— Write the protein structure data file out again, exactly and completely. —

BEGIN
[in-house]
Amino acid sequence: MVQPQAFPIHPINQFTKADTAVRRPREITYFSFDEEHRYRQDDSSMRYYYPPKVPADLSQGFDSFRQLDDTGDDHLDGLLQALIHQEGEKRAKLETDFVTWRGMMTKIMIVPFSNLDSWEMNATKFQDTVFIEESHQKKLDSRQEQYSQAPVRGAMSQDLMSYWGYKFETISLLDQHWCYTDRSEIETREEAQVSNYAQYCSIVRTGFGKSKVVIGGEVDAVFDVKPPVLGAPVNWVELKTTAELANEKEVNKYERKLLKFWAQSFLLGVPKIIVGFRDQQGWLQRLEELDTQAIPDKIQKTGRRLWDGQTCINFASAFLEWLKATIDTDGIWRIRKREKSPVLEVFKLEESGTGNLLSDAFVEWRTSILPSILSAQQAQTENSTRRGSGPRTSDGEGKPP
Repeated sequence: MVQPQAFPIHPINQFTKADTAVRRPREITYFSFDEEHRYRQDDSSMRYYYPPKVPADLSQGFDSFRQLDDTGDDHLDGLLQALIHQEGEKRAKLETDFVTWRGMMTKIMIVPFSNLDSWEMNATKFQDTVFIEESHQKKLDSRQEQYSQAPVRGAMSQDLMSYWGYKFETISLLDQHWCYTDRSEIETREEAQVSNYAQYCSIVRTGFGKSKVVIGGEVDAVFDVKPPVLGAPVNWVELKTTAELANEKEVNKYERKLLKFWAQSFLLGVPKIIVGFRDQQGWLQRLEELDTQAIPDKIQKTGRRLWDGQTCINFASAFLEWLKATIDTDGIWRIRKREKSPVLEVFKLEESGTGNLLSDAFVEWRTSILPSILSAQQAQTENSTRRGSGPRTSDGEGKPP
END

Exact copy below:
[in-house]
Amino acid sequence: MVQPQAFPIHPINQFTKADTAVRRPREITYFSFDEEHRYRQDDSSMRYYYPPKVPADLSQGFDSFRQLDDTGDDHLDGLLQALIHQEGEKRAKLETDFVTWRGMMTKIMIVPFSNLDSWEMNATKFQDTVFIEESHQKKLDSRQEQYSQAPVRGAMSQDLMSYWGYKFETISLLDQHWCYTDRSEIETREEAQVSNYAQYCSIVRTGFGKSKVVIGGEVDAVFDVKPPVLGAPVNWVELKTTAELANEKEVNKYERKLLKFWAQSFLLGVPKIIVGFRDQQGWLQRLEELDTQAIPDKIQKTGRRLWDGQTCINFASAFLEWLKATIDTDGIWRIRKREKSPVLEVFKLEESGTGNLLSDAFVEWRTSILPSILSAQQAQTENSTRRGSGPRTSDGEGKPP
Repeated sequence: MVQPQAFPIHPINQFTKADTAVRRPREITYFSFDEEHRYRQDDSSMRYYYPPKVPADLSQGFDSFRQLDDTGDDHLDGLLQALIHQEGEKRAKLETDFVTWRGMMTKIMIVPFSNLDSWEMNATKFQDTVFIEESHQKKLDSRQEQYSQAPVRGAMSQDLMSYWGYKFETISLLDQHWCYTDRSEIETREEAQVSNYAQYCSIVRTGFGKSKVVIGGEVDAVFDVKPPVLGAPVNWVELKTTAELANEKEVNKYERKLLKFWAQSFLLGVPKIIVGFRDQQGWLQRLEELDTQAIPDKIQKTGRRLWDGQTCINFASAFLEWLKATIDTDGIWRIRKREKSPVLEVFKLEESGTGNLLSDAFVEWRTSILPSILSAQQAQTENSTRRGSGPRTSDGEGKPP